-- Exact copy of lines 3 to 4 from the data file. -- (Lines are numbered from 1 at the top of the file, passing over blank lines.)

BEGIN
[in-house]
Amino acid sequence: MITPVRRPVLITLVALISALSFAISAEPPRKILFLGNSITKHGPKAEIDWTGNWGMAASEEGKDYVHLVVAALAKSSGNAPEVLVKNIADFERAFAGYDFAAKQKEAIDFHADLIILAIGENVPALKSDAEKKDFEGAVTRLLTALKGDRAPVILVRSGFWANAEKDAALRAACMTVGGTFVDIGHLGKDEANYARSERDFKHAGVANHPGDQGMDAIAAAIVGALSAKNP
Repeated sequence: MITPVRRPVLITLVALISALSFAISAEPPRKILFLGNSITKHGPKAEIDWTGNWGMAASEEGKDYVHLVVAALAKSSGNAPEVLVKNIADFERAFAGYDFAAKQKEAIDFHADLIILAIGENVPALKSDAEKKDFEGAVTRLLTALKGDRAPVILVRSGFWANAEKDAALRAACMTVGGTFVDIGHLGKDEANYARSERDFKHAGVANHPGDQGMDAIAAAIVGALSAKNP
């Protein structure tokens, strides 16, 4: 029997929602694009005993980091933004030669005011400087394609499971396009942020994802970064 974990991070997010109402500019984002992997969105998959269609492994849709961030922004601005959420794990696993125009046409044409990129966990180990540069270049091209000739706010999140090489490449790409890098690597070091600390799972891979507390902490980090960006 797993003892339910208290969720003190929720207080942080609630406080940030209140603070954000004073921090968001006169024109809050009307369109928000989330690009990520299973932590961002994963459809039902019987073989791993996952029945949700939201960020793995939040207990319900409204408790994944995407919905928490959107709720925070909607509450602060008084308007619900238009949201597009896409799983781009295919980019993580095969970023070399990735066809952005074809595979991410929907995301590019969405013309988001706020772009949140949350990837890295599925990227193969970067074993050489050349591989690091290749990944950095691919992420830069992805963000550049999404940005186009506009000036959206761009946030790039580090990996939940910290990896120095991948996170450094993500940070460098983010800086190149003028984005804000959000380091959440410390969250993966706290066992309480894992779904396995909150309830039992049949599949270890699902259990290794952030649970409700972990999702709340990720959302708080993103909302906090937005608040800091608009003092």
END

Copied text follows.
Repeated sequence: MITPVRRPVLITLVALISALSFAISAEPPRKILFLGNSITKHGPKAEIDWTGNWGMAASEEGKDYVHLVVAALAKSSGNAPEVLVKNIADFERAFAGYDFAAKQKEAIDFHADLIILAIGENVPALKSDAEKKDFEGAVTRLLTALKGDRAPVILVRSGFWANAEKDAALRAACMTVGGTFVDIGHLGKDEANYARSERDFKHAGVANHPGDQGMDAIAAAIVGALSAKNP
């Protein structure tokens, strides 16, 4: 029997929602694009005993980091933004030669005011400087394609499971396009942020994802970064 974990991070997010109402500019984002992997969105998959269609492994849709961030922004601005959420794990696993125009046409044409990129966990180990540069270049091209000739706010999140090489490449790409890098690597070091600390799972891979507390902490980090960006 797993003892339910208290969720003190929720207080942080609630406080940030209140603070954000004073921090968001006169024109809050009307369109928000989330690009990520299973932590961002994963459809039902019987073989791993996952029945949700939201960020793995939040207990319900409204408790994944995407919905928490959107709720925070909607509450602060008084308007619900238009949201597009896409799983781009295919980019993580095969970023070399990735066809952005074809595979991410929907995301590019969405013309988001706020772009949140949350990837890295599925990227193969970067074993050489050349591989690091290749990944950095691919992420830069992805963000550049999404940005186009506009000036959206761009946030790039580090990996939940910290990896120095991948996170450094993500940070460098983010800086190149003028984005804000959000380091959440410390969250993966706290066992309480894992779904396995909150309830039992049949599949270890699902259990290794952030649970409700972990999702709340990720959302708080993103909302906090937005608040800091608009003092």